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Home insulation stalled last year during ‘slam dunk fail’ Green Homes Grant scheme

The “botched” £1.5bn scheme was wound down last year and experts say the government is “failing to do anything meaningful” to tackle soaring energy costs after figures showed poor energy efficiency across England’s homes.

The failures of a flagship government scheme to improve energy efficiency have been highlighted in new data showing scant progress across England’s housing stock.

The “botched” £1.5bn Green Homes Grant was wound down last year and experts are now accusing the government of “failing to do anything meaningful” to tackle soaring energy costs.

Figures on energy efficiency ratings from the The Department for Levelling Up, Housing and Communities (DLUHC) show the majority of existing homes sampled in England were awarded ratings of D or lower throughout 2021 – casting doubt on the UK’s target of all properties achieving C by 2035. 

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Energy efficiency ratings are ranked from A to G and indicate how effectively a home can retain heat, with a high rating (A) meaning household fuel bills will be lower, while a low rating (G) means household bills will be more expensive.

Low energy efficiency is also damaging to the planet thanks to the increased amount of energy needed to keep an inefficient building warm, with housing responsible for 14 per cent of the UK’s carbon emissions. 

Dustin Benton, policy director at think tank Green Alliance said the figures show the government “still hasn’t done anything meaningful to improve energy efficiency” in spite of knowing about an impending energy crisis for “several months”. 

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Climate and poverty campaigners have long called for mass insulation of the nation’s homes as the solution to high energy bills and carbon emissions from homes, but the latest figures suggest 2021 show that is not happening.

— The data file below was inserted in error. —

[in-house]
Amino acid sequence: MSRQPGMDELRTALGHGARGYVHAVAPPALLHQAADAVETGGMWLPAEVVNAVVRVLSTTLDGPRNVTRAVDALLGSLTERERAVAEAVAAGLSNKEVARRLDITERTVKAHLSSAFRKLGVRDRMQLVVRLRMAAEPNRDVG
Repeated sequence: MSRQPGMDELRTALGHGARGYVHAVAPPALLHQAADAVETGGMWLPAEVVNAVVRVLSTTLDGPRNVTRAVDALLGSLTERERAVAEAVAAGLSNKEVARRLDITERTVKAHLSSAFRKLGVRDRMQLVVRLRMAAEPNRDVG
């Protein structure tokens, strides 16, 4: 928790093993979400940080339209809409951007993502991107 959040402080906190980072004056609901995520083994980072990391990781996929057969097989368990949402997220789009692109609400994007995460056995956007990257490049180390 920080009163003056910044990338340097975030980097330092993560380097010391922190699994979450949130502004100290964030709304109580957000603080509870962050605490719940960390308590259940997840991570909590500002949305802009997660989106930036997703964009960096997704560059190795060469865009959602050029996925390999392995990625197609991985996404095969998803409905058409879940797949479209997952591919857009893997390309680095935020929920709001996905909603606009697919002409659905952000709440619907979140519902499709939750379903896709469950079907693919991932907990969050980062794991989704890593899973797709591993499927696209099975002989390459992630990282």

The data – contained in four quarterly reports – shows the number of energy performance certificates (EPCs) given to homes in England throughout the year.

As certificates are only awarded when a house is newly-built, sold, or rented out, the figures don’t represent the entire housing stock – though each report records between 350,000 and 400,000 certificates. 

All four 2021 reports showed more than half of existing homes received a rating of D or lower, while more than one in 10 consistently received a rating of E. 

Government data shows almost 16 million of England’s homes, and 19 million across the UK, have EPC ratings of D or lower.

It’s estimated that heating a household with a D rating could cost around £500 more per year than heating a household with a B rating. This figure is likely to be even higher after accounting for recent increases in energy prices.

The DLUHC data did show that energy efficiency in new homes was significantly better than in existing homes, with more that 80 per cent achieving a “B” rating throughout 2021. 

Jess Ralston, analyst at the Energy and Climate Intelligence Unit, however, questioned why so few new homes were being built to the very highest standard: rating A.

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“There’s no incentive for housebuilders to design homes which are really energy efficient because they don’t have the direct benefit of lower bills,” she said.

Ralston said there is currently “no coherent plan” for insulating the country’s housing stock in spite of the ongoing climate and fuel crises, and points out that insulation rates are “significantly lower” than they were a decade ago.

Successive governments have made attempts to roll out insulation across the country, but many ventures have fallen flat.

The Green Homes Grant to help homeowners install efficiency measures closed after just six months, and was dubbed a “slam-dunk fail” by the Public Accounts Committee. 

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Ralston has concerns that repeated failures in this area have caused the public and businesses to “lose trust” in energy efficiency schemes, which are now crucial for meeting UK climate goals. 

The government may even be considering rolling back measures to insulate homes, with reports this week suggesting that the Energy Company Obligation (ECO) levy could be scrapped to tackle rising energy bills. 

The ECO is a £1bn levy on energy bills which helps to pay for installation of energy efficiency measures in low-income households, and experts fear removing it could worsen the country’s already-poor record on insulation. 

Ian Preston, director of household energy at the Centre for Sustainable Energy said: “At a time when we should be doing everything we can to protect people from the incoming energy price rises, the support needed for energy efficiency home improvements is drying up.”

A spokesperson from the The Department for Levelling Up, Housing and Communities said:

“We reject these claims. The UK has a strong track record in making homes more energy efficient, with 40% in England now at EPC Band C or better and 84% of new builds in the top energy efficiency bands A or B.  

“We’re investing £6.6 billion this parliament to decarbonise our buildings, helping us build back greener and reach our world-leading climate ambitions, whilst saving people money on their bills.

“Our Future Homes Standard is an important step towards improving energy efficiency and the recent uplift in building regulations means new homes will produce 30% less CO2 emissions, and 75% less from 2025.”

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